As parents we do everything in our power to avoid an uncomfortable and painful rash for our little ones, but realistically, even the most diligent parent may have to deal with diaper rash in the first few years of parenthood. Knowing the common culprits of diaper rash and how to treat it will help keep baby happy and rash free.
Culprit # 1: Infrequent Diaper Changes
We have the best intentions when it comes to changing our babies but sometimes things happen and that wet diaper stays on a little too long causing red, sore, irritated skin. Even the most absorbent diaper can allow wetness to touch the skin, which can leave baby’s bottom red and irritated.
Culprit # 2: Yeast Infection
The diaper area is warm and moist, making it easy for bacterial infections, like yeast, to grow and flourish. Yeast passes through the child’s digestive system and eventually lands in the diaper next to the warm damp skin. This can result in a rash in the folds of the skin. Regular diaper creams won’t improve this type of rash. It’s best to speak to your doctor about treatment, which may include an antifungal cream.
Culprit # 3: Allergies or Sensitivities
It is possible your baby is sensitive to the brand of diapers or wipes you are using. Your child could also have an allergy to a new food that is causing loose stools, which in turn cause added irritation and wetness in the diaper area. With some trial and error you may be able to narrow down the cause of the rash and help your child’s rash improve greatly with a few small changes.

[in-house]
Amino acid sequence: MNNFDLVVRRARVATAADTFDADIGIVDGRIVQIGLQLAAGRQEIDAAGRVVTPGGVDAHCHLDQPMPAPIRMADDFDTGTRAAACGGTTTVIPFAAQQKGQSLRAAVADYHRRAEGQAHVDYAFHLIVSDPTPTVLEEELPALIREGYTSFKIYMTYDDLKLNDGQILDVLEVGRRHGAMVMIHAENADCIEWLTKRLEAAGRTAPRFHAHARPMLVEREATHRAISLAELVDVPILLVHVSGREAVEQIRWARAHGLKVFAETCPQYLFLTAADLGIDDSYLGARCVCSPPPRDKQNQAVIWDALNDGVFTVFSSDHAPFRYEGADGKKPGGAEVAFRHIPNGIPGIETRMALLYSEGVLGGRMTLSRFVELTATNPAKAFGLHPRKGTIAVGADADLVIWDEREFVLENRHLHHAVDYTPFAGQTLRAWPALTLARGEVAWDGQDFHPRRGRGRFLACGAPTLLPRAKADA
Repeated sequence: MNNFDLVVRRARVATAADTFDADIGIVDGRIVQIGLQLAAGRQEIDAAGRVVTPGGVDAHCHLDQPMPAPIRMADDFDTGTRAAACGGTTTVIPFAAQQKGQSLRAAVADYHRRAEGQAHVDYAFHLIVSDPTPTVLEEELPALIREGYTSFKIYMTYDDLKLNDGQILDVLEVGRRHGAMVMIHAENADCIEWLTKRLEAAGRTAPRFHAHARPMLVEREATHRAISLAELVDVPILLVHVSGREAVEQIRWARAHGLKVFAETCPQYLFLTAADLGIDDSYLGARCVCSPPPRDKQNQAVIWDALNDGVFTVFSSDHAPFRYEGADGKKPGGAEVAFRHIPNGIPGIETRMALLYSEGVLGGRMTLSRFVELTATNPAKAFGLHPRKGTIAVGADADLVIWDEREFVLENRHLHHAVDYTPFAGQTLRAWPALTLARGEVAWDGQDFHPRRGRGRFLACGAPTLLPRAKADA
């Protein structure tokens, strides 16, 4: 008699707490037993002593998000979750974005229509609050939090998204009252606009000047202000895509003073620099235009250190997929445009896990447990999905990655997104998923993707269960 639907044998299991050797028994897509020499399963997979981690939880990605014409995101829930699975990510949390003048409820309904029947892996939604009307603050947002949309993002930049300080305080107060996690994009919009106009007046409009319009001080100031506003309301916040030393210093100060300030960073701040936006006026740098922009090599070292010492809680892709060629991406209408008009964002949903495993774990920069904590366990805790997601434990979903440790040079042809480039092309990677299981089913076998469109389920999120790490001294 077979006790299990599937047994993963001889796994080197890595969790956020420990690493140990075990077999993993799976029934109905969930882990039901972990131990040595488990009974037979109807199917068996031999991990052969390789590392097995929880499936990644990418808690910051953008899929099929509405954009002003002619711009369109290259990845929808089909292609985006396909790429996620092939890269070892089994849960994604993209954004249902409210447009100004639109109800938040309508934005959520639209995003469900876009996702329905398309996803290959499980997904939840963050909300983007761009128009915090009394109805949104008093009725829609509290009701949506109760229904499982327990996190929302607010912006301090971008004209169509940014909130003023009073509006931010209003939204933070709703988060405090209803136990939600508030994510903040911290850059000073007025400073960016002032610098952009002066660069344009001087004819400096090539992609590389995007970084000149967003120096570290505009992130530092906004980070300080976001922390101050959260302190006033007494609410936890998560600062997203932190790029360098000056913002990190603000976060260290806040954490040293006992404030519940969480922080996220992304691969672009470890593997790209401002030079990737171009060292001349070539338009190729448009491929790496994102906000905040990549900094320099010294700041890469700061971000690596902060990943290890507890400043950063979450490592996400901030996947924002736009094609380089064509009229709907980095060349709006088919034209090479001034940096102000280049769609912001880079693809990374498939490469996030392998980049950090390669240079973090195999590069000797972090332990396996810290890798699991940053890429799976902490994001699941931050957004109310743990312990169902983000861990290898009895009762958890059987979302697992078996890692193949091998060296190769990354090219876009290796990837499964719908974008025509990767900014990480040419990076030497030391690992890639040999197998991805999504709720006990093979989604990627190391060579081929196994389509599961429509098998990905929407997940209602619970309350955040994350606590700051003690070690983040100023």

Change Diapers Often. Change baby’s diaper at least every two to three hours. If you notice a bowel movement change the diaper immediately though you do not need to wake a sleeping baby to change their diaper.
Clean and Dry. Make sure baby is clean and dry before putting on a new diaper. Remember to pat baby dry rather than rub which further irritates skin.
Air Dry. Let baby go diaper free. When weather allows, spend some time outside sans diaper. The fresh air will help baby heal faster.
A Gentler Clean. Use mild, alcohol free wipes or try using a squirt bottle of water to gently clean baby.
Read the Label. Use a diaper cream with zinc oide or petroleum jelly on the ingredient list. Apply a protective layer of cream to help prevent future rash.
Go Green. Cloth diapers made with natural fabrics are gentler than disposable diapers which may contain chemicals that can irritate baby.
Try Homemade. Making homemade wipes or diaper cream allows you to decide what ingredients touch your baby’s skin and therefore avoid any harsh ingredients store bought products may contain.
Healthy Belly. Probiotics can help prevent yeast infections. Check with your pediatrician to see if he can recommend a probiotic that is safe for your child. Some research has shown that consuming probiotics can positively affect your child’s balance of bacteria.
Try Something New. Experiment with a new brand of diaper or wipes, change your cloth diaper detergent, make sure your baby has a proper fitting diaper, take note of any reactions to new foods, and remember every baby is different so what works for one child may not be a good fit for another child.
Chances are your baby will develop a diaper rash at least once before toilet training is complete but with these tips, baby should be comfortable and rash free in no time.
Sarah Lyons is a mother of six who has a lot of experience in changing diapers.
©2017 Community News Group